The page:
A person holds a sign at the Houston Methodist Hospital in Baytown, Texas, protesting a policy that employees must be vaccinated against COVID-19 or lose their jobs.
Yi-Chin Lee / Houston Chronicle via AP, File
The Houston Methodist Hospital system suspended 178 unvaccinated employees without pay two weeks ago for missing the June 7 deadline for getting stung.
Anyone who failed to comply or resign during the suspension period was fired on Tuesday, system spokeswoman Gale Smith told The Post.
“Employees who complied during the suspension period returned to work the day after they were brought into compliance,” Smith said.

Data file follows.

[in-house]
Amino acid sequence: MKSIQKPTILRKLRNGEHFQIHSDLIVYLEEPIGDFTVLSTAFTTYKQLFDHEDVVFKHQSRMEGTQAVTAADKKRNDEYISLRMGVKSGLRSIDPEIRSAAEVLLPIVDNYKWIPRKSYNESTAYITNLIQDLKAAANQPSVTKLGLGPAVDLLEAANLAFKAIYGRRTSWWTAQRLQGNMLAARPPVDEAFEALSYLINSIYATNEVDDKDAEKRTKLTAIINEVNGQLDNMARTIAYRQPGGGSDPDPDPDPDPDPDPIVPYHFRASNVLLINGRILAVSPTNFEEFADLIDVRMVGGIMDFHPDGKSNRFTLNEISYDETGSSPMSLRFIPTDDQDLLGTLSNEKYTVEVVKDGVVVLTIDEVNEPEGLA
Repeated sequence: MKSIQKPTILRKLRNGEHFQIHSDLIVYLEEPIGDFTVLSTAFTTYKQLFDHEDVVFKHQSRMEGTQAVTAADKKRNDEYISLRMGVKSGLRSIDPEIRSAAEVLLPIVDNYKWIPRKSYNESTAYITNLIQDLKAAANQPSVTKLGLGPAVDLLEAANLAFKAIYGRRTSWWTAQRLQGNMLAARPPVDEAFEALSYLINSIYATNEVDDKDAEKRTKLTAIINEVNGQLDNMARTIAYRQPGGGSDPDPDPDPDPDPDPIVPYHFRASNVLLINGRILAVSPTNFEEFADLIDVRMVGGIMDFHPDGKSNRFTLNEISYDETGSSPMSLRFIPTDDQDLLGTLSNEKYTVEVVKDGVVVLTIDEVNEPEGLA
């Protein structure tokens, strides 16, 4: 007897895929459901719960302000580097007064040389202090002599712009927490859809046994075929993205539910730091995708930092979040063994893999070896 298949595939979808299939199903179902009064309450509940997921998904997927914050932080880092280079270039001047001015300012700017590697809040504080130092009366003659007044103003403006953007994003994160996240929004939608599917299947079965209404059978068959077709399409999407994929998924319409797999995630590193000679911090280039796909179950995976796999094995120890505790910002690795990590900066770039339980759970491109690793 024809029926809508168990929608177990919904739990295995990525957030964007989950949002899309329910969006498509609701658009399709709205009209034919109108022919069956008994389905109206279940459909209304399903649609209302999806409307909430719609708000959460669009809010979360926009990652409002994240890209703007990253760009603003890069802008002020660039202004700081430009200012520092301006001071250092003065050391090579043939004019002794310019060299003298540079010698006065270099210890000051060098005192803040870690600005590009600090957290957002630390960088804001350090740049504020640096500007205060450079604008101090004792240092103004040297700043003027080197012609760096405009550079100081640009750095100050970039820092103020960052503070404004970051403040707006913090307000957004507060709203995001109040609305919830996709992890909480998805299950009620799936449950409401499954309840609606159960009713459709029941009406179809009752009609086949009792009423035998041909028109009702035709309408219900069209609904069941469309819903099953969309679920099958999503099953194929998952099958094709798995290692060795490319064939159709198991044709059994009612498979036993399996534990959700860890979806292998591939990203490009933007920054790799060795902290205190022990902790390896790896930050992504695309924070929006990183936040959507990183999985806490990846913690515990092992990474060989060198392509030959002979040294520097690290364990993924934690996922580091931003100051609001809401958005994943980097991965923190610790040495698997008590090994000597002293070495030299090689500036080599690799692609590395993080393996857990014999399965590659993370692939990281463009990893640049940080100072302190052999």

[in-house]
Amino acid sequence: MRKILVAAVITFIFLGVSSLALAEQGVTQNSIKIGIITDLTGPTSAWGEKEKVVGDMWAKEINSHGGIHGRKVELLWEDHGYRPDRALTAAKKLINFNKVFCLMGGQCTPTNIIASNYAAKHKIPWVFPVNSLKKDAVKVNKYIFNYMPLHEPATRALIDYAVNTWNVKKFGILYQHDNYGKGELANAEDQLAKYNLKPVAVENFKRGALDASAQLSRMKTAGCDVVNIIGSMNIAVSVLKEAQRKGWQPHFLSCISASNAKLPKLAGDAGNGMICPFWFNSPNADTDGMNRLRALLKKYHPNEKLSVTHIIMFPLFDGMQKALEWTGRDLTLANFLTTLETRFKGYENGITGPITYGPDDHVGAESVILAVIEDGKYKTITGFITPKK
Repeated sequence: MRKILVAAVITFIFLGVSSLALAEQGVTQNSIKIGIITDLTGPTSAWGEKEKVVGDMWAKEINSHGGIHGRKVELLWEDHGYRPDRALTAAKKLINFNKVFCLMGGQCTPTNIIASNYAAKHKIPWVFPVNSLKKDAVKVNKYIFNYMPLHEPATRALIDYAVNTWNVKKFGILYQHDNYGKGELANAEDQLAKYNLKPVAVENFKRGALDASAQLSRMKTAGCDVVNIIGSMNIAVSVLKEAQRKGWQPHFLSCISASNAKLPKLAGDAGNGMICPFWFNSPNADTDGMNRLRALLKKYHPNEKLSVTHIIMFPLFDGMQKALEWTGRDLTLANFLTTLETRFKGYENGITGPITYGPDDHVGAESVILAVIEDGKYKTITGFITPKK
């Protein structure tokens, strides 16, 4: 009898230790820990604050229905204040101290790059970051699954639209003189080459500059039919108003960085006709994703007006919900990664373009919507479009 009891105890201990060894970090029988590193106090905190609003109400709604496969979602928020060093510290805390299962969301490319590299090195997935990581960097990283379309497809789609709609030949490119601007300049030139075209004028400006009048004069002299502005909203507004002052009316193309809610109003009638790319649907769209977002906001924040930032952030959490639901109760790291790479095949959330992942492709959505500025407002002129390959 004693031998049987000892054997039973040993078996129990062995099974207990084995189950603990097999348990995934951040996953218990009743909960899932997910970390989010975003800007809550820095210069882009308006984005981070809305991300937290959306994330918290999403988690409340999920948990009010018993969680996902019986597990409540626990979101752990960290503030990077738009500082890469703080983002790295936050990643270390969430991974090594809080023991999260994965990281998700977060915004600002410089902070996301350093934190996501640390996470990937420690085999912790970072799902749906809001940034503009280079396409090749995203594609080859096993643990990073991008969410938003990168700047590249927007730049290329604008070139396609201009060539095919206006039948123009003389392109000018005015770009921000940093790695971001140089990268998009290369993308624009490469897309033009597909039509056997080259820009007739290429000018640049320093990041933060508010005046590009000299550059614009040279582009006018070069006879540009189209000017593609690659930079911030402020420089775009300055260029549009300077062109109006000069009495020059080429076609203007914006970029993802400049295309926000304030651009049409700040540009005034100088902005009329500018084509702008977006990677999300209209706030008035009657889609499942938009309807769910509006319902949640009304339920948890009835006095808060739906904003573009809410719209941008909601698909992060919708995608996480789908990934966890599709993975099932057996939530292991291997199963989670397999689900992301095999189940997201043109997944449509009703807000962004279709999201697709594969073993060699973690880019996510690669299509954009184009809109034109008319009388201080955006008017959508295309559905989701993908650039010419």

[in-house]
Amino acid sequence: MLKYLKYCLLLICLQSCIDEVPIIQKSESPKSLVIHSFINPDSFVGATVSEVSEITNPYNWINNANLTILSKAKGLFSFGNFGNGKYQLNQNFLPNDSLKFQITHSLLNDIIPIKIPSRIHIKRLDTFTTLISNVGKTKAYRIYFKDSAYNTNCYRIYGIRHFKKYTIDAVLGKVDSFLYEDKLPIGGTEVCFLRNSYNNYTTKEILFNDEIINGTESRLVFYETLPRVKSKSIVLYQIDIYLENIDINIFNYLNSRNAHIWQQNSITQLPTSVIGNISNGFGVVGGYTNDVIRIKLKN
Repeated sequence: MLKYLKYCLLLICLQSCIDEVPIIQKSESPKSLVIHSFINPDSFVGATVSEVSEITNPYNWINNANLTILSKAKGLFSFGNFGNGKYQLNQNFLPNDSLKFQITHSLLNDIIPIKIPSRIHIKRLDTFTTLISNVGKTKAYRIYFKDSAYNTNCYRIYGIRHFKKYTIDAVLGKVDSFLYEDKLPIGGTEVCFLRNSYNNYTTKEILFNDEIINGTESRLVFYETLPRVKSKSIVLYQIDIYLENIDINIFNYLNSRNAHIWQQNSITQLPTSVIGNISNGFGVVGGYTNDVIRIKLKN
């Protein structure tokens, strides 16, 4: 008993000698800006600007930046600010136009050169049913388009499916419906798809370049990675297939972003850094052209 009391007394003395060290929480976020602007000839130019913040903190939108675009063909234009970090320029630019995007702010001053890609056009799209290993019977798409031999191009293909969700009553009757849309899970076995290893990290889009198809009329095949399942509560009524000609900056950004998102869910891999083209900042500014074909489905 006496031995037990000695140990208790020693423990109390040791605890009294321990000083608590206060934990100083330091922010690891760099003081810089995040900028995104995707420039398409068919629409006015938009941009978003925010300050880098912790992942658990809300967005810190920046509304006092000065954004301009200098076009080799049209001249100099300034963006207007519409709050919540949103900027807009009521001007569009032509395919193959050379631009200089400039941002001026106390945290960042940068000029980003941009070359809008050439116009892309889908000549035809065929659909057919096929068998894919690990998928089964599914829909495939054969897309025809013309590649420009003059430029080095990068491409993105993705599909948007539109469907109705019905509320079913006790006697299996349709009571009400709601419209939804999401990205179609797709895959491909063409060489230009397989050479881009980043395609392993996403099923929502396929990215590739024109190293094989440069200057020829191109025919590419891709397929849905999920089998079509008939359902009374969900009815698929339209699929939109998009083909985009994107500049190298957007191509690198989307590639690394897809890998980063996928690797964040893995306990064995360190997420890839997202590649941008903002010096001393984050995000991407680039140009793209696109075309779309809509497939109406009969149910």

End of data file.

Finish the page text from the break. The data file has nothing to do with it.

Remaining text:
A group of 117 staff sued the hospital in May, saying the COVID-19 vaccines were “experimental” and the required inoculations made the workers “guinea pigs.” The lawsuit compared the vaccine requirement to medical experiments in Nazi Germany’s concentration camps.
But U.S. District Judge Lynn Hughes dismissed the lawsuit on June 12, condemning the Nazi comparison and saying it was wrong to call the vaccines experimental.
The judge made a distinction in his decision between a requirement for employment and a forced inoculation.
“If a worker refuses an assignment, a change of office, an earlier start time or some other directive, he can be properly terminated,” the judge wrote in her decision.
“Any job has limits on the behavior of the worker in exchange for remuneration. It’s all part of the deal. “
The case was appealed.
With post wires